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  • Upcoming Garden Events

    Sept. 30: The Nashville Herb Society presents Through the Garden Gate: A Glimpse of Edwardian England, 8 a.m. – 3 p.m. at Cheekwood Botanic Hall. Celebrate the gardens, foods and flowers that delighted Downton Abby family and friends at the turn of the 20th century. The event begins with a hearty Edwardian breakfast, followed by three speakers: Marta McDowell on Beatrix Potter’s Gardening Life; Geraldine A. Laufer on Tussie Mussie – Victorian art of expressing yourself in the language of flowers; and Terry White, The English Garden event florist . Registration includes breakfast, box lunch in the garden with music, English tea and cookies. To learn more or to register, visit www.herbsocietynashvlle.org.

    Tips & tasks – August

    Water lawns and garden beds early in the morning to allow foliage plenty of time to dry before nightfall.

    Container gardens will benefit from a light application of all-purpose fertilizer.

    If petunias have grown long and shaggy, cut them back and give them a dose of fertilizer. They should bloom again quickly.

    If squirrels and birds go after your ripe tomatoes, pick them while they are still green and allow them to turn red indoors. For best quality, don’t store fresh tomatoes in the refrigerator.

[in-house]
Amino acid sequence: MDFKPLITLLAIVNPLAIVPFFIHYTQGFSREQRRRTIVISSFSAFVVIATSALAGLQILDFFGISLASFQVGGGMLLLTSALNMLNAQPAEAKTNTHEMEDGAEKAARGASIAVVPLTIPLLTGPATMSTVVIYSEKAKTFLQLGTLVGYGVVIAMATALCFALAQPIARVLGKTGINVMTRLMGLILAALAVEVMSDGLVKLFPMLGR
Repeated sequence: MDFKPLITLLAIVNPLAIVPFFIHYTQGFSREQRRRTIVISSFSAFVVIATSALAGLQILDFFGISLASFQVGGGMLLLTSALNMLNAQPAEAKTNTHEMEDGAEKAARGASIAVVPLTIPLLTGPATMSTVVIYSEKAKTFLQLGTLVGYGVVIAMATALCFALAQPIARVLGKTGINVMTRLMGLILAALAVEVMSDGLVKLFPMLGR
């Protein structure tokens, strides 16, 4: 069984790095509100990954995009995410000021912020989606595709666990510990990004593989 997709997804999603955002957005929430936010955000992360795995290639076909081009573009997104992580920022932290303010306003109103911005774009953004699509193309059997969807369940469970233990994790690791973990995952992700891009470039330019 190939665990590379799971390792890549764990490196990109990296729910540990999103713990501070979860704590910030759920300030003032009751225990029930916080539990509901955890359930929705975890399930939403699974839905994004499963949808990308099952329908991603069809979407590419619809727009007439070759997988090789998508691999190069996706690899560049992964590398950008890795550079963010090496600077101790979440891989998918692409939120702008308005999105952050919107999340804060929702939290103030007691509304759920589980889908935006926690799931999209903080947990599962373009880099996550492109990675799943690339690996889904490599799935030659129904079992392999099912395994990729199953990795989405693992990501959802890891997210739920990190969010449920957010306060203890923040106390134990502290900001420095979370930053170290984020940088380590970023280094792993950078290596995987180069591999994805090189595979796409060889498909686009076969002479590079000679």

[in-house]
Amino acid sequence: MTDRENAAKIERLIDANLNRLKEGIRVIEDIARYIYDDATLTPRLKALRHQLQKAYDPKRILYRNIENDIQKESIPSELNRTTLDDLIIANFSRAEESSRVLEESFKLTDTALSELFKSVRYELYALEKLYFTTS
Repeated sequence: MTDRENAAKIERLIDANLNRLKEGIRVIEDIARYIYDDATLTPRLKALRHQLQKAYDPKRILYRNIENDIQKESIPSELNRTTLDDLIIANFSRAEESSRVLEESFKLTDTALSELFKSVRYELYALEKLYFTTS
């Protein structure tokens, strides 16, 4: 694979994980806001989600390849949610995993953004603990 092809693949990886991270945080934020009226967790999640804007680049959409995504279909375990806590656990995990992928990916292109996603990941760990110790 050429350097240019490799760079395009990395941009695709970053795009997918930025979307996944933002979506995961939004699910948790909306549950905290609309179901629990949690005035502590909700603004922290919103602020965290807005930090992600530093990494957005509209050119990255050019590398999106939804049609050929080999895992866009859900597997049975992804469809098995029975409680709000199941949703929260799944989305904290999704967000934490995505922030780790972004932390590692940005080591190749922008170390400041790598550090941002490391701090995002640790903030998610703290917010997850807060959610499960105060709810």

Make sure spring-planted trees and shrubs get plenty of water during hot weather.

    Keep cutting the spent flowers of annuals so they will continue to bloom into the fall.

    To conserve soil moisture during hot weather, replenish mulch in annual and perennial beds as necessary.

    Begin planning a fall garden. Spinach, lettuces, radishes and other fall crops will mature when the weather turns cool.

    Begin clean-up of summer vegetable beds. Remove any decayed or dying foliage to prevent diseases from taking hold.

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Japanese maples stand out in winter

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‘Japanese Sunrise’ is a favorite cultivar for many home gardens because of its multi-colored winter bark. Photo by S. Hamilton, courtesy UTIA.

On a snowy, gray day, what plant can add a bit of cheer in the landscape? Japanese maples, says Sue Hamilton, director of UT Gardens. Each month, the University of Tennessee Institute of Agriculture highlights a “Plant of the Month,” and Japanese maples get the honor for January 2017. Several selections exhibit brilliant bark color when the temperature falls – bright red or orange or yellow or coral pink, “They make quite a show in the winter landscape,” she says.

Sue says they’re also easy trees to maintain. Depending on the cultivar, the size can range from 6 feet to 25 feet tall, but many are in the 10 – 15-foot range, which makes them a good addition to almost any landscape.

“Foliage is a lime green in spring, darkening in color as summer approaches,” she says. “Fall foliage is either a bright, showy shade of yellow or a fusion of red, orange and yellow.” They do best in moist, well-drained soil that is slightly acidic. The grow in partial shade but bark coloration will be best when the tree grows in full sun, and young twigs and branches will be more color intensive that the tree trunk itself, she explains. Continue reading